Last week I wrote that worship was the way forward for us, and that is exactly where Romans 12 starts. In view of God’s mercies (all that Paul has written up to this point in his letter to the Romans) here’s what we are to do: surrender our all to him! That is our spiritual worship! How do we do that? We become transformed by the renewing of our minds, so that by testing we may discern what is the will of God; that which is good and acceptable and perfect. Paul doesn’t leave us on our own to figure that out. He shows us in the rest of his letter what is good and acceptable and perfect, ultimately, what is the will of God. Discerning God’s will in the commands that follow from verse 3 on, by implication, is a continuation of our spiritual worship! Doing these things is the work of worship—ultimately, transformation is the work of God that happens when we surrender our all to him! So let’s roll up our sleeves and get to work, actually let God get to work on us. First, a prayer: “Search me, O God, and know my heart! Try me and know my thoughts And see if there be any grievous way in me, and lead me in the way everlasting!” (Psalms 139:23–24 ESV)

If discerning God’s will is the “how to” of worship, here is the starting point in a long list of the “good, acceptable and perfect” will of God.

“For by the grace given to me I say to everyone among you not to think of himself more highly than he ought to think, but to think with sober judgment, each according to the measure of faith that God has assigned.” (Romans 12:3 ESV)

Pride is ugly to God! In fact his Word tells us that he opposes the proud but gives grace to the humble. (James 4:6) Pride is most terribly seen in our tendency to be self-centered. In fact Paul’s language here, saying we are to “think with sober judgement,” implies that “conforming to this world” is to be intoxicated with “thinking of ourselves too highly.” When we are intoxicated, we have poor judgement. Even worse, many of us are self-aholics, and in denial. If untreated, our lives become a wrecking ball, wreaking havoc on everything that is close to us, most tragically, our family. God’s family (the church) is the reason Paul tells us to think of ourselves with sober judgement.

“For as in one body we have many members, and the members do not all have the same function, so we, though many, are one body in Christ, and individually members one of another.” (Romans 12:4,5 ESV)

Paul is turning to family matters for the rest of the book of Romans. The reason we are to think of ourselves with sober judgement is because we are part of one body in Christ, each member serving a unique function. The analogy here is of a human body with each organ, each part necessary and needed to be healthy and alive. (see 1 Corinthians 12) If our opinion of ourselves is too lofty, we end up hurting the people closest to us, by devaluing and dishonoring them. Could it be that our pride is at the center of the mess we find ourselves in right now? Are some of us intoxicated with self? I’m feeling a healthy dose of conviction here! Reading on in Romans 12, I read that I should never be wise in my own eyes. (verse 16) I realize that I’ve been thinking pretty highly of my own opinion these days. But I was floored when I read this verse in the NIV translation last week: “Do not be conceited!”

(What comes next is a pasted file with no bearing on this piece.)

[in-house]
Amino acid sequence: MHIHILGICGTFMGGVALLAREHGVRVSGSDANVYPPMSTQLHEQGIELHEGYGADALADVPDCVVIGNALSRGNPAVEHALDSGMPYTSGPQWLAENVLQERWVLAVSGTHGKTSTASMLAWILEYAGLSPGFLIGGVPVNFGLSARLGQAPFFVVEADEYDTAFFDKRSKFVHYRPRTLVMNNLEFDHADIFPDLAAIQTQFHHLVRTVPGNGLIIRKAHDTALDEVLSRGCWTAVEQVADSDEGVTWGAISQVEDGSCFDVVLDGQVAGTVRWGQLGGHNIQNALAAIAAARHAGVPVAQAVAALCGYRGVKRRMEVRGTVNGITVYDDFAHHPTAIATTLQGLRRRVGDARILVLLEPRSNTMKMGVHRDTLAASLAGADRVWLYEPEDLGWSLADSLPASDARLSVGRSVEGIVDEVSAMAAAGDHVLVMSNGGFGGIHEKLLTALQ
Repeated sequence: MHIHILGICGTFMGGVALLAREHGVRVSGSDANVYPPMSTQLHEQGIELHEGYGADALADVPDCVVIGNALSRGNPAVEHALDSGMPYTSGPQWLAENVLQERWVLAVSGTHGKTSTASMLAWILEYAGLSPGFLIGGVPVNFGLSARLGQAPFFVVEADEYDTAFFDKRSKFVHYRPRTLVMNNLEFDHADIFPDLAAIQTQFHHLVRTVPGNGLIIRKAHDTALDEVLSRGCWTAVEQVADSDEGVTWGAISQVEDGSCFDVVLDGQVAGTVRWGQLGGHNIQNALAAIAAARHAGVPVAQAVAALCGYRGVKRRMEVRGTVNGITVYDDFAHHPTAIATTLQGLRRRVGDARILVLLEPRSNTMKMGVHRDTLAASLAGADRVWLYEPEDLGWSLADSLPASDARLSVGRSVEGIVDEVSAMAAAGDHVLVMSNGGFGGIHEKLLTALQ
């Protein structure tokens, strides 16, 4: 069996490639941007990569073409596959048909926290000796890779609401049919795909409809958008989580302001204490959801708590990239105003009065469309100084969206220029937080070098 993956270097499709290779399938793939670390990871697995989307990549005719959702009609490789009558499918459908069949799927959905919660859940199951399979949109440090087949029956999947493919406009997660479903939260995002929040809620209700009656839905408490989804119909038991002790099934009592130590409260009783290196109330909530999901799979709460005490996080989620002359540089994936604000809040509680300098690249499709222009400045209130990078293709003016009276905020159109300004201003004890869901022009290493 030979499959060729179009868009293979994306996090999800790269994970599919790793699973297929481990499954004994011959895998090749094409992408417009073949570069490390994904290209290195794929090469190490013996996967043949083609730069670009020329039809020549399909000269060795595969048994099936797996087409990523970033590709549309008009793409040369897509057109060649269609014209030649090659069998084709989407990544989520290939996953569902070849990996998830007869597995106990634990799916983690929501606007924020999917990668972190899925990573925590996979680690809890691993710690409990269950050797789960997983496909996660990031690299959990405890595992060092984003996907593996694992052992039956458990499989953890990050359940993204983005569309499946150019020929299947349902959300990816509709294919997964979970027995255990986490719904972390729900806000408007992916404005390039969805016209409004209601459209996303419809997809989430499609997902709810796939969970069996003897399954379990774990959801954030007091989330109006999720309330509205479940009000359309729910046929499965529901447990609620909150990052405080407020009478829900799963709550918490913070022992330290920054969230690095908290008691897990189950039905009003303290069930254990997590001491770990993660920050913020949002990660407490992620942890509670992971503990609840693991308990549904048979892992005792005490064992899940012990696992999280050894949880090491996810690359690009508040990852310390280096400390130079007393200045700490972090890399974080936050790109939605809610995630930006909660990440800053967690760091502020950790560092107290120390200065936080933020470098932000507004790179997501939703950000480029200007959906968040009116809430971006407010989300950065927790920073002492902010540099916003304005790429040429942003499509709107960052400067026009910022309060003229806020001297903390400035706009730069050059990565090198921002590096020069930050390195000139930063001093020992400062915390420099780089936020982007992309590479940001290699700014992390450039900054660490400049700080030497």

What a relief to know that God has made a way for us to overcome our pride. Humility is the weapon that destroys pride. Christ, humbled himself and became obedient to death on a cross, not just as a model of humility, but for the forgiveness of our sins. This is part of the view of God’s mercy that Romans 12:1 refers to, urging us then to surrender our lives to him. Transformation is preceded by repentance, turning away from sin, not being conformed any longer to the world. Elsewhere, God’s Word instructs us, “If we confess our sins, he is faithful and just to forgive us our sins and to cleanse us from all unrighteousness.” (1 John 1:9 ESV) Confession and true repentance takes humility, and that my friends is the way forward for us.

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Worship is the Way Forward

A few weeks ago my wife and I received some life-coaching on how to have difficult conversations. Our coach asked us to answer three questions, first considering them separately and then discussing them together. What do I need? What do I think she needs? How are we going to move forward from this point so that our marriage wins? Having come through a time of strong differing opinions, mistrust, disagreements and discord among us at Trinity Church, that third question is the most important question that we should ask, answer and act upon. How are we going to move forward from this point so that our church wins? But it’s not only the church that must win. God must win! His glory must be displayed among us and his glory is displayed through our unity, demonstrated to the world by our love for one another.

Sunday night was a pivotal moment for our church family. We came together with nervous anticipation of what would happen as we moved toward a vote that would determine the course of our church. There was little to no felt or observable joy for the first hour of our meeting. Then came the time for us to worship in song together and everything changed. We were broken and thirsty for God. We had been called to repentance at the beginning of our meeting. Many bowed their heads, even took to their knees in small groups and began to confess our sins. Reminded of the psalmist’s words, I believe that call to repentance paved the way for God’s work of healing, restoring and strengthening love and unity among us to begin.